Reading is another way I try to bridge the human canyon between my temporarily able-bodied self and this broadly defined other. I’m not well-versed in the growing field of disability literature, but I am growing familiar with pockets of writers who tackle the subject of their disabilities. Poet Peggy Shumaker wrote a captivating and lyrical memoir, Just Breathe Normally that touches on moments from a nearly fatal bicycle accident and the slow process of recovering her physical and mental functions, including the very act of writing.
I fell for Anne Finger’s flat, frank self-examination when I read Elegy for a Disease: A Personal and Cultural History of Polio. Her assessment of her life with a disease, and the life of that disease, written in a very immediate present tense, brought me right into her experiences.
This same quick personal style grabbed me at the beginning of Anne Finger’s collection of short stories, Call Me Ahab. Her fifth title and the winner of the Prairie Schooner Book Prize in fiction, the book imagines disability in the lives of many real and literary figures. As readers we know of Helen Keller from her teacher’s perspective, of Captain Ahab’s monomania from Ishmael. Finger serves these stories, and those of other disability icons, from the eye of the beholder, confronting ideas we are spoon-fed as a culture, that Frida Kahlo is sexy, but Helen Keller is a tamed animal.
Finger is a talented storyteller, delivering voices and situations with smooth conviction. The scenes she creates jump time and place without jarring the reader. An imagined Vincent Van Gogh, the lead character in “Vincent” traipses between Van Gogh’s lifetime and a modern New York City, where the painter’s brother Theo leaves him to the whims of the social services system. “Goliath” recasts the biblical tale of David and Goliath in a post-apocalyptic manner, dotted with habits and phrases from our present; a renewed medievalism carries its own odd language and realm, peppered with remnants of our destroyed civilization, like announcements of the weather mixed with ancient habits of studying dead animals to understand a person’s disease.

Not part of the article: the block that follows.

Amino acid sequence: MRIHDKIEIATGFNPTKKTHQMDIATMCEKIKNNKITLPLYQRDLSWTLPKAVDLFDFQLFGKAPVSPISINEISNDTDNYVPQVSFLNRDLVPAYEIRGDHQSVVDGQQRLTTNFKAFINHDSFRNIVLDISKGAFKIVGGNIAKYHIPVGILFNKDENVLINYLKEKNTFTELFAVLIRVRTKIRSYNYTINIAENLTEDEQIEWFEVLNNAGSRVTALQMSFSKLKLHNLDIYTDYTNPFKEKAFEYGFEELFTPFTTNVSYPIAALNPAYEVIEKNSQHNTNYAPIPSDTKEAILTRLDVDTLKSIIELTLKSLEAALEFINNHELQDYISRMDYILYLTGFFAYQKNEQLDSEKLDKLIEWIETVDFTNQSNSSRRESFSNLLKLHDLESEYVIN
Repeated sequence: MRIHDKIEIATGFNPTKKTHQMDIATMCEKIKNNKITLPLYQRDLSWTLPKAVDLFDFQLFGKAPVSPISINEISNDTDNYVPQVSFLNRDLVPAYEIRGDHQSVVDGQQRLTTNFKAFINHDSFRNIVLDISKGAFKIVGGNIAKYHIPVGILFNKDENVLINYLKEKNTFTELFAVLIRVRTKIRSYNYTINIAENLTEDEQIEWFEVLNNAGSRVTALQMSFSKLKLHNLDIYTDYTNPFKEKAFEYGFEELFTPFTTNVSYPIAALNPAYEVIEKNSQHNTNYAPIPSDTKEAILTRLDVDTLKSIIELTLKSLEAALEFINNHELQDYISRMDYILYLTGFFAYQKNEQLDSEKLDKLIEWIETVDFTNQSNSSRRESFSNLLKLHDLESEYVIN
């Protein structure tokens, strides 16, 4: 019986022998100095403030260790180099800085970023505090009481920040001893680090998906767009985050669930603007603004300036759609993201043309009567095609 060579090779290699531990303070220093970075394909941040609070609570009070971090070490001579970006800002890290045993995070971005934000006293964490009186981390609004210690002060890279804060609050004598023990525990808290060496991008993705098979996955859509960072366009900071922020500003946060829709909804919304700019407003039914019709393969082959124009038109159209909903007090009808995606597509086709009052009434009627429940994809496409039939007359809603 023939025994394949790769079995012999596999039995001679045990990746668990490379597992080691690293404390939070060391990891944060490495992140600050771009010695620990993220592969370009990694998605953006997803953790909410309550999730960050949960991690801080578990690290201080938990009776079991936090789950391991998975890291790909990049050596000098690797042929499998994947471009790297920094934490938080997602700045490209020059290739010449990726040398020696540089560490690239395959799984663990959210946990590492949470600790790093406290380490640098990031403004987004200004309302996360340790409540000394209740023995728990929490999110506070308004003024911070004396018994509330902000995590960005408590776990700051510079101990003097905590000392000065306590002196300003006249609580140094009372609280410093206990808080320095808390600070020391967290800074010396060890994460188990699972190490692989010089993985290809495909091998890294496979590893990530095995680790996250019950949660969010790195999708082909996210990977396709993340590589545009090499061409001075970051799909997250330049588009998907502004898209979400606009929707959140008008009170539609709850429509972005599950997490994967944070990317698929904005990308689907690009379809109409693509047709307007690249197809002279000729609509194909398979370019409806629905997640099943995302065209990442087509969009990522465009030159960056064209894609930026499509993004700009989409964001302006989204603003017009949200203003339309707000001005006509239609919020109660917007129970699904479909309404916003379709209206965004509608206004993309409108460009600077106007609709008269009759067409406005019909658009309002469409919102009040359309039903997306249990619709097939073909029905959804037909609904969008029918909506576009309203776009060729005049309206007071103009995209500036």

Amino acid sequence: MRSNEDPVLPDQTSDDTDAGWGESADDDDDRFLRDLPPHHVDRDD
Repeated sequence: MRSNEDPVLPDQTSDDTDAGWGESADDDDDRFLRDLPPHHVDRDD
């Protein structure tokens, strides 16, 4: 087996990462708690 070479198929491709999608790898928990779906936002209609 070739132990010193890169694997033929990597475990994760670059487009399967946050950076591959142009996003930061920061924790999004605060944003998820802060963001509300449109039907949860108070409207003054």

Vincent’s mental illness and Goliath’s gigantism are central to these stories but also incidental; the disabilities sit in the stories as elements that render and support each fiction’s emotional truth. The author is intent on carefully inhabiting her characters. Thus we get to speculate what Goliath might physically feel, and wonder how an artistic genius might have weathered a society with a hostile approach to the package of his person, deficits and gifts.
Graceful sentences, often with awkward or shocking subjects, flow throughout the book, such as this thought the narrator places in Helen Keller’s mind in the first story, “Helen and Frida.”
Her ardent young circle of socialists wants to do away with the sordid marketplace of prostitution – bourgeois marriage – where women barter their hymens and throw in their souls to sweeten the deal.
Later in the same story the narrator states, “When I was a kid I thought being a grown up would be like living in the movies…” The placement of such a universal line in the mouth of someone who deconstructs representations of people who use wheelchairs or are blind takes this story about identity politics and puts the question of identity, which is very much on the tip of the narrator’s tongue, into the reader’s lap.
While elements of some of the stories feel slightly obvious and forced, like the member of a Boston Brahmin family dying of AIDS, and Ahab waxing homosexual in his thoughts, these flaws do not reduce the weight and charm of the collection. Writers manufacture stories, and some parts of even the most deftly written stories will feel manufactured. On the balance, Finger has strength in her storytelling, and hopefully that strength will reach a wide audience.